There's not much to say about Sears' operational performance during its third quarter, except that it was atrocious. The firm lost more money in the most recently-reported quarter ($534 million) than it did through the first nine months of last fiscal year ($441 million). CEO Eddie Lampert has his hands full with the company's multi-year transformation, but we think investors are hanging on to shares largely on hopes the firm will be able to monetize its real-estate portfolio in the future.
Image Source: Sears
But it seems that (lately) too many investors have been buying into this line of thinking, and the 'real estate' thesis continues to proliferate among investor psyches, particularly with J.C. Penney (NYSE:JCP) and Radio Shack (NYSE:RSH), the latter two struggling immensely on an operating basis.
At the end of their last fiscal years, respectively, Sears Holdings operated a national network of stores with 2,019 full-line and 54 specialty retail stores in the US (through Kmart and Sears) and 475 full-line and specialty retail stores in Canada (through Sears Canada, a 51%-owned subsidiary), J.C. Penney operated 1,104 department stores throughout the continental US, Alaska and Puerto Rico, of which 429 were owned, including 123 stores located on ground leases, and Radio Shack operated 4,395 U.S. company-operated stores throughout the US, as well as in Puerto Rico and the U.S. Virgin Islands.
There are a lot of stores that could eventually be on the auction block!
Needless to say, any entity seeking brick-and-mortar exposure has significant bargaining power over these three implicit "real estate plays." Sears, J.C. Penney and Radio Shack each have their own unique challenges that will only be exacerbated by an increasingly competitive retail environment this holiday season and beyond.
Looking at Target's third-quarter consolidated net earnings of $341 million ($0.54 per share, as reported), while much less than the measure a year ago (in part because it sold its US credit card operations), one might start to see why the market continues to question the relevancy of Sears in today's retail market environment (given Sears' $5+ per-share quarterly loss). Though Target's adjusted earnings of $0.84 per share in its third quarter weren't terrible, the retailer continues to face bottom-line pressure as it expands into Canada. We expect Canada to continue to be a drag on performance for some time. Still, Target's performance stands head-and-shoulders above that of Sears; the contrast is astounding.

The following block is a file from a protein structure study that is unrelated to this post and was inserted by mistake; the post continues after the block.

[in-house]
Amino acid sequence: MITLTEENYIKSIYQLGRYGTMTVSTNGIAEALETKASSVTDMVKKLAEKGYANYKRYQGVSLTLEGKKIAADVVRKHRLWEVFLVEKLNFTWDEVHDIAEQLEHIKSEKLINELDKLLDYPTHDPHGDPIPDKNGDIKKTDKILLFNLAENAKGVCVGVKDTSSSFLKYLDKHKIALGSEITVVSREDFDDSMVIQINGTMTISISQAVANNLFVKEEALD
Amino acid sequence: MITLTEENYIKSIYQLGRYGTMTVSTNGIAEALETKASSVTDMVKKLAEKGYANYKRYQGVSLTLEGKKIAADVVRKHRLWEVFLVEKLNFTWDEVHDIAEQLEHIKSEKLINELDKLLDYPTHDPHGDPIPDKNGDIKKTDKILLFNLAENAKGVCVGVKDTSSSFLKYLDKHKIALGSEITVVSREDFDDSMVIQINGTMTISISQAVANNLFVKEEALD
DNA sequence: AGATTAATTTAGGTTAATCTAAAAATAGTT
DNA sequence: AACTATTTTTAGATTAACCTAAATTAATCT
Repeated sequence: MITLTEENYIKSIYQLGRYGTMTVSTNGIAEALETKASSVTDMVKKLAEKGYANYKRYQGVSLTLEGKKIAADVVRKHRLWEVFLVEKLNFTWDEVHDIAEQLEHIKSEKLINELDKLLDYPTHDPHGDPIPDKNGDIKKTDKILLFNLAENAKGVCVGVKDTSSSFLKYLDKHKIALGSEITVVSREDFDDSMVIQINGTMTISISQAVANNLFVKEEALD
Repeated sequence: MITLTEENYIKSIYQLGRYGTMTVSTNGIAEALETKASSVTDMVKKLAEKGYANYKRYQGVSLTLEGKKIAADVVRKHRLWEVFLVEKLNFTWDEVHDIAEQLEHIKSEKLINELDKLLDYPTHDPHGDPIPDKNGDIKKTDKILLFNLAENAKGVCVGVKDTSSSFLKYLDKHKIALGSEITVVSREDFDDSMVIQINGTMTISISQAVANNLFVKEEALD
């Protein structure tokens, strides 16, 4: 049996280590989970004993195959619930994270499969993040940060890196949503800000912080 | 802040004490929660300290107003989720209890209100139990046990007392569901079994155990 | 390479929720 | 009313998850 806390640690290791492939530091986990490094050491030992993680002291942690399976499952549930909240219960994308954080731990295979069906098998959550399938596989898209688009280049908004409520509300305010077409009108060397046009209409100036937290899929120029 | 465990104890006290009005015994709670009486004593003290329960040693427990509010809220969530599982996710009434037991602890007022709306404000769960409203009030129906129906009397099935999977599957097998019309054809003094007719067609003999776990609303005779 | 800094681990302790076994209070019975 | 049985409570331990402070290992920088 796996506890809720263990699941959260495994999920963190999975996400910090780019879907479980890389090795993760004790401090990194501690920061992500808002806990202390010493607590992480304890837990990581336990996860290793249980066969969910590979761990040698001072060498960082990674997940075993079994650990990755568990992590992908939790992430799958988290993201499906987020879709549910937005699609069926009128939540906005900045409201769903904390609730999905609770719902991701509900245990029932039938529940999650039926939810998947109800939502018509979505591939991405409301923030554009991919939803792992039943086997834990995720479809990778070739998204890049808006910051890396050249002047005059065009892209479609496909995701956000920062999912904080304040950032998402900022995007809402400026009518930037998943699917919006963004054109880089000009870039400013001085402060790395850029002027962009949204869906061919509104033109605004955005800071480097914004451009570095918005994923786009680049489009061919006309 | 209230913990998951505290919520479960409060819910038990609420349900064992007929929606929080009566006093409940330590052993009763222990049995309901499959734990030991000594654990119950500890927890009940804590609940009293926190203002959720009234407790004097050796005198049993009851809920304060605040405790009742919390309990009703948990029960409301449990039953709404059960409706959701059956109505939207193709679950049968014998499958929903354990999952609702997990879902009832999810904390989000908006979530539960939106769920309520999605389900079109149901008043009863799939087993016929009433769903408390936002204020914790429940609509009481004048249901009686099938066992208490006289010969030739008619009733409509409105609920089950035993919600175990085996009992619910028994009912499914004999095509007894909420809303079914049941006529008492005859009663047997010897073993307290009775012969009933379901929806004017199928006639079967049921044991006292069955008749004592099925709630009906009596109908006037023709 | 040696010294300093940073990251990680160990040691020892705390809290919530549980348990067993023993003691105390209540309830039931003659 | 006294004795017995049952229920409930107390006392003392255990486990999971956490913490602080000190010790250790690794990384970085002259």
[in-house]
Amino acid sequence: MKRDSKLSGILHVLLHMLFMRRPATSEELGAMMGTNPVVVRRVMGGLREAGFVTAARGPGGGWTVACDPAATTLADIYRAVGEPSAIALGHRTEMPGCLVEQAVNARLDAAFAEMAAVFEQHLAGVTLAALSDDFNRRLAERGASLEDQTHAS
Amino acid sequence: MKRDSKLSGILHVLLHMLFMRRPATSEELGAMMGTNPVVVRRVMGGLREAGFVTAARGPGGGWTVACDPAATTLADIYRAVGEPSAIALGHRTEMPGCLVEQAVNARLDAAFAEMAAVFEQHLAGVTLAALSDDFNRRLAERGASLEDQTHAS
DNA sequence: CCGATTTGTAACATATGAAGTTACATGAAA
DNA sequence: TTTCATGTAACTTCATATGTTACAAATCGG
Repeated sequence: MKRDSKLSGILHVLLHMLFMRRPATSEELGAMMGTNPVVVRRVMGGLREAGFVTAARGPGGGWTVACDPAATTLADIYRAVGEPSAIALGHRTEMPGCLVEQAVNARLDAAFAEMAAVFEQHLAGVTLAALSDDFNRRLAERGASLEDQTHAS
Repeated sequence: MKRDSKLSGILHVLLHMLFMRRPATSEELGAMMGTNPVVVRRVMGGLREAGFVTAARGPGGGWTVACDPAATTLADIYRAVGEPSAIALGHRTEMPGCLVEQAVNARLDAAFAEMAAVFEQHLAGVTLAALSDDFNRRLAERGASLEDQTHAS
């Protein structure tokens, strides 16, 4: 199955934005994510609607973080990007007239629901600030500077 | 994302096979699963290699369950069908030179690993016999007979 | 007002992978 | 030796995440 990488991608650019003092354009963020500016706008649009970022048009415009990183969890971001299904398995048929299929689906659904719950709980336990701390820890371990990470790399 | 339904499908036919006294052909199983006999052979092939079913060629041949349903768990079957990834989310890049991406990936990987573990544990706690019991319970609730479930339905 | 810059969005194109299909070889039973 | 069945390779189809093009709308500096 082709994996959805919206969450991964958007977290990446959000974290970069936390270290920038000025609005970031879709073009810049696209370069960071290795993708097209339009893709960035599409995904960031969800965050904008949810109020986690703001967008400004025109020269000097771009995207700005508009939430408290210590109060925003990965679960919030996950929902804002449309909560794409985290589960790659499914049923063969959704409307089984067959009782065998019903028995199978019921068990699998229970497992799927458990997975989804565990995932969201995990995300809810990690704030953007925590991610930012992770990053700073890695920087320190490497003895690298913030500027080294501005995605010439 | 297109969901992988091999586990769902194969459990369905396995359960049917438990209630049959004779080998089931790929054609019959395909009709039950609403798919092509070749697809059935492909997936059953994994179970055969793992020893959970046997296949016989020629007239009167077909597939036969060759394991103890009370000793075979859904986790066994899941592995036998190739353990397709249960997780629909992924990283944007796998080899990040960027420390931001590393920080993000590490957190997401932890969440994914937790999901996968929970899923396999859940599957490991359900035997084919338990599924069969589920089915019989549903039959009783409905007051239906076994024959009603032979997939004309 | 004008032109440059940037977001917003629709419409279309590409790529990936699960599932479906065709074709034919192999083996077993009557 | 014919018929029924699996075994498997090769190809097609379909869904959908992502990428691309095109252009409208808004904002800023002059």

Image Source: Target
Dollar Tree (NASDAQ:DLTR)
Dollar Tree (DLTR) put up a decent third-quarter profit, but its earnings performance (like that of Sears and Target) came in lower than the year-ago period. Excluding a one-time gain from the company's sale of its ownership interest in Ollie's Holdings, however, the firm's earnings per share of $0.58 in the quarter increased 13.7% compared to the adjusted measure in last year's quarter of $0.51 per share. Though we have no qualms with the quarterly performance, the company's outlook came in a bit lower than our expectations. Full-year sales are estimated to be in the range of $7.86-$7.92 billion, while diluted earnings per share are expected to be $2.72 to $2.78. We had been expecting revenue of $7.99 billion and earnings per share of $2.85 for the period.
Image Source: Dollar Tree
We're more interested in cash flows generated by the underlying business, as opposed to playing the 'greater fool game' of the boom-and-bust cycles of real estate pricing. Therefore, you won't find us taking interest in Sears, J.C. Penney or Radio Shack. Both Target and Dollar Tree aren't executing as flawlessly as we would like, given Target's Canadian headwinds and Dollar Tree's lower-than-expected outlook for revenue and earnings.